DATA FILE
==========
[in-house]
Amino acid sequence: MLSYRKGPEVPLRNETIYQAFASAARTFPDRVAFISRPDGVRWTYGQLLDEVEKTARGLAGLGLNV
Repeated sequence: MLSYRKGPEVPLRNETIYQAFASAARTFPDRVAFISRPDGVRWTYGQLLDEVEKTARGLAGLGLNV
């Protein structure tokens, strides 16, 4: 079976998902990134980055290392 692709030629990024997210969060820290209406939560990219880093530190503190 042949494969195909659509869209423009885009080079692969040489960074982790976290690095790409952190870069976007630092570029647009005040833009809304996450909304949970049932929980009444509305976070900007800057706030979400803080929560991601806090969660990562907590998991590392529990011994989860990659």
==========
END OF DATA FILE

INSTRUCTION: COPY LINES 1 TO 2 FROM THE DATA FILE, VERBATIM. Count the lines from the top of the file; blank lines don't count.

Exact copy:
[in-house]
Amino acid sequence: MLSYRKGPEVPLRNETIYQAFASAARTFPDRVAFISRPDGVRWTYGQLLDEVEKTARGLAGLGLNV